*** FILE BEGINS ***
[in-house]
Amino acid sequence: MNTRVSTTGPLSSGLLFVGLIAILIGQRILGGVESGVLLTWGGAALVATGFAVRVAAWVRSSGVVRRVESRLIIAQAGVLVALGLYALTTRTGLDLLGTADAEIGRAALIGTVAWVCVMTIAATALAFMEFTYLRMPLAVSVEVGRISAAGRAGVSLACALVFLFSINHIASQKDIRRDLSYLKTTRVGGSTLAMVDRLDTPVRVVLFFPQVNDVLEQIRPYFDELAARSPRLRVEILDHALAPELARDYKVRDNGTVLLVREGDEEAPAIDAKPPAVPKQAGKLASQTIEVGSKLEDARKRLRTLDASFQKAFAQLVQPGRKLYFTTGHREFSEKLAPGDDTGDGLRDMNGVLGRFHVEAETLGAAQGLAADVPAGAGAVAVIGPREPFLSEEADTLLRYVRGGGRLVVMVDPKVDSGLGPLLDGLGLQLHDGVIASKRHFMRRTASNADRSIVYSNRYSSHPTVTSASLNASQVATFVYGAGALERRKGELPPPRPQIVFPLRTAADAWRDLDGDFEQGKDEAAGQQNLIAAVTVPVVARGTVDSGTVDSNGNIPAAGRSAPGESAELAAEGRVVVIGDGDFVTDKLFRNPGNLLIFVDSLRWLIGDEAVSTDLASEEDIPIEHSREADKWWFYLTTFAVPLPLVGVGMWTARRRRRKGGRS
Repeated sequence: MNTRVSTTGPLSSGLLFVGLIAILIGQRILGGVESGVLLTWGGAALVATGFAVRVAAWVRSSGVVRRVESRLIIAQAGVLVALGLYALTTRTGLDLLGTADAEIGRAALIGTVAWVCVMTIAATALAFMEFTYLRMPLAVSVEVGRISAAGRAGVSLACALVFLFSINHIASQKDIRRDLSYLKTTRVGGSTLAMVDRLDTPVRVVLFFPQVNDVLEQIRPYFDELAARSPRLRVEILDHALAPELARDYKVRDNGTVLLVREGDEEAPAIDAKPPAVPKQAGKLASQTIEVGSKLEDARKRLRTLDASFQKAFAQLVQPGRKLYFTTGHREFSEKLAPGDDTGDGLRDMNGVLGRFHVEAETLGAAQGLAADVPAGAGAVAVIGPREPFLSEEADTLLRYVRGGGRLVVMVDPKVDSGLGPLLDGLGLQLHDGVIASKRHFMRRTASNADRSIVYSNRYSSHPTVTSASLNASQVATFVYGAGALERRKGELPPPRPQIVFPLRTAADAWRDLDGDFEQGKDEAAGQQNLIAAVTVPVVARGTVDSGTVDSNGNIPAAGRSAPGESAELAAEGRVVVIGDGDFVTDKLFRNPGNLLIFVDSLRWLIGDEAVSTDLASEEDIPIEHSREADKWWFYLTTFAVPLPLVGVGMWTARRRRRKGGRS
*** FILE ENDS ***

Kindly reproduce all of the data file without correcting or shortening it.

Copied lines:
[in-house]
Amino acid sequence: MNTRVSTTGPLSSGLLFVGLIAILIGQRILGGVESGVLLTWGGAALVATGFAVRVAAWVRSSGVVRRVESRLIIAQAGVLVALGLYALTTRTGLDLLGTADAEIGRAALIGTVAWVCVMTIAATALAFMEFTYLRMPLAVSVEVGRISAAGRAGVSLACALVFLFSINHIASQKDIRRDLSYLKTTRVGGSTLAMVDRLDTPVRVVLFFPQVNDVLEQIRPYFDELAARSPRLRVEILDHALAPELARDYKVRDNGTVLLVREGDEEAPAIDAKPPAVPKQAGKLASQTIEVGSKLEDARKRLRTLDASFQKAFAQLVQPGRKLYFTTGHREFSEKLAPGDDTGDGLRDMNGVLGRFHVEAETLGAAQGLAADVPAGAGAVAVIGPREPFLSEEADTLLRYVRGGGRLVVMVDPKVDSGLGPLLDGLGLQLHDGVIASKRHFMRRTASNADRSIVYSNRYSSHPTVTSASLNASQVATFVYGAGALERRKGELPPPRPQIVFPLRTAADAWRDLDGDFEQGKDEAAGQQNLIAAVTVPVVARGTVDSGTVDSNGNIPAAGRSAPGESAELAAEGRVVVIGDGDFVTDKLFRNPGNLLIFVDSLRWLIGDEAVSTDLASEEDIPIEHSREADKWWFYLTTFAVPLPLVGVGMWTARRRRRKGGRS
Repeated sequence: MNTRVSTTGPLSSGLLFVGLIAILIGQRILGGVESGVLLTWGGAALVATGFAVRVAAWVRSSGVVRRVESRLIIAQAGVLVALGLYALTTRTGLDLLGTADAEIGRAALIGTVAWVCVMTIAATALAFMEFTYLRMPLAVSVEVGRISAAGRAGVSLACALVFLFSINHIASQKDIRRDLSYLKTTRVGGSTLAMVDRLDTPVRVVLFFPQVNDVLEQIRPYFDELAARSPRLRVEILDHALAPELARDYKVRDNGTVLLVREGDEEAPAIDAKPPAVPKQAGKLASQTIEVGSKLEDARKRLRTLDASFQKAFAQLVQPGRKLYFTTGHREFSEKLAPGDDTGDGLRDMNGVLGRFHVEAETLGAAQGLAADVPAGAGAVAVIGPREPFLSEEADTLLRYVRGGGRLVVMVDPKVDSGLGPLLDGLGLQLHDGVIASKRHFMRRTASNADRSIVYSNRYSSHPTVTSASLNASQVATFVYGAGALERRKGELPPPRPQIVFPLRTAADAWRDLDGDFEQGKDEAAGQQNLIAAVTVPVVARGTVDSGTVDSNGNIPAAGRSAPGESAELAAEGRVVVIGDGDFVTDKLFRNPGNLLIFVDSLRWLIGDEAVSTDLASEEDIPIEHSREADKWWFYLTTFAVPLPLVGVGMWTARRRRRKGGRS